Actuarial Firm Owes No Independent Legal Duty to Health Plan; Lost Profits Claim Lopped Off – 2nd Cir.

The Second Circuit appeals court recently examined the contours of New York’s economic loss rule in a dispute involving faulty actuarial services.

The plaintiff health care plan provider in MVP Health Plan, Inc. v. Optuminsight, Inc., 2019 WL 1504346 (2nd Cir. 2019) sued an actuary contractor for breach of contract and negligence when the actuary fell short of professional practice standards resulting in the health plan losing Medicare revenue.

The plaintiff appealed the district court’s bench trial verdict that limited plaintiff’s damages to the amounts it paid the actuary in 2013 (the year of the breach) and denied the plaintiff’s request for lost revenue.

The plaintiff also appealed the district court’s dismissal of its negligence count on the basis that it was duplicative of the breach of contract claim and the actuary owed the plaintiff no legal duty outside the scope of the contract.

Affirming, the Second Circuit first addressed the dismissal of plaintiff’s negligence claim. In New York, a breach of contract claim is not an independent tort (like negligence) unless the breaching party owes a legal duty to the non-breaching party independent of the contract. However, merely alleging a defendant’s breach of duty of care isn’t enough to bootstrap a garden variety contract claim into a tort.

Under New York law, an actuary is not deemed a “professional” for purposes of a malpractice cause of action and no case authorities saddle an actuary with a legal duty to its client extraneous to a contract. In addition, the court found the alleged breach did not involve “catastrophic consequences,” a “cataclysmic occurrence” or a “significant public interest” – all established bases for a finding of an extra-contractual duty.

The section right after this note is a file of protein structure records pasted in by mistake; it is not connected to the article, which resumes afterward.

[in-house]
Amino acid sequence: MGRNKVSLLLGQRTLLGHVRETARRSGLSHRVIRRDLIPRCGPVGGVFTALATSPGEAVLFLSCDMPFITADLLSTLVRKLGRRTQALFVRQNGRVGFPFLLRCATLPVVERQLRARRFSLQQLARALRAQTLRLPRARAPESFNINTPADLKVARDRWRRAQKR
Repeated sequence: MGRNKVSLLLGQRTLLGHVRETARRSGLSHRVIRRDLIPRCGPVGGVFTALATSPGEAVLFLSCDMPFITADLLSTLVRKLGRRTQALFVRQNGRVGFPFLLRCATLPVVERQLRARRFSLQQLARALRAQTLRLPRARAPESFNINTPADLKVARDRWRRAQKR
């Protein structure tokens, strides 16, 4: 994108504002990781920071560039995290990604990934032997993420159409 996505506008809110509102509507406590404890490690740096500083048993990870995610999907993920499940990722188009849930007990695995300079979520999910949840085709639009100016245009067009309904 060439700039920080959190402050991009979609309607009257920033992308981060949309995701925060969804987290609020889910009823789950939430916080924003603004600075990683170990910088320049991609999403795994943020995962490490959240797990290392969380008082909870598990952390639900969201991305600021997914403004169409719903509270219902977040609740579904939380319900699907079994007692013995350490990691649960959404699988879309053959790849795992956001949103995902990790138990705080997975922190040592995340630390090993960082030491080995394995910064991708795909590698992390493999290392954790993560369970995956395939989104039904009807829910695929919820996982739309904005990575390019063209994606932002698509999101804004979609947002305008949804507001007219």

Next, and while tacitly invoking Hadley v. Baxendale, [1854] EWHC Exch J70, the seminal 19th Century British court case involving consequential damages, the appeals court jettisoned the plaintiff’s lost revenues claim.

Breach of contract damages aim to put the plaintiff in the same financial position he would have occupied had the breaching party performed. “General” contract damages are those that are the “natural and probable consequence of” a breach of contract. Lost profits are unrecoverable consequential damages where the losses stem from collateral business arrangements.

To recover lost revenues as consequential damages, the plaintiff must establish (1) that damages were caused by the breach, (2) the extent of those damages with reasonable certainty, and (3) the damages were within the contemplation of the parties during contract formation.

To determine whether consequential damages were within the parties’ reasonable contemplation, the court looks to the nature, purpose and peculiar circumstances of the contract known by the parties and what liability the defendant may be supposed to have assumed consciously.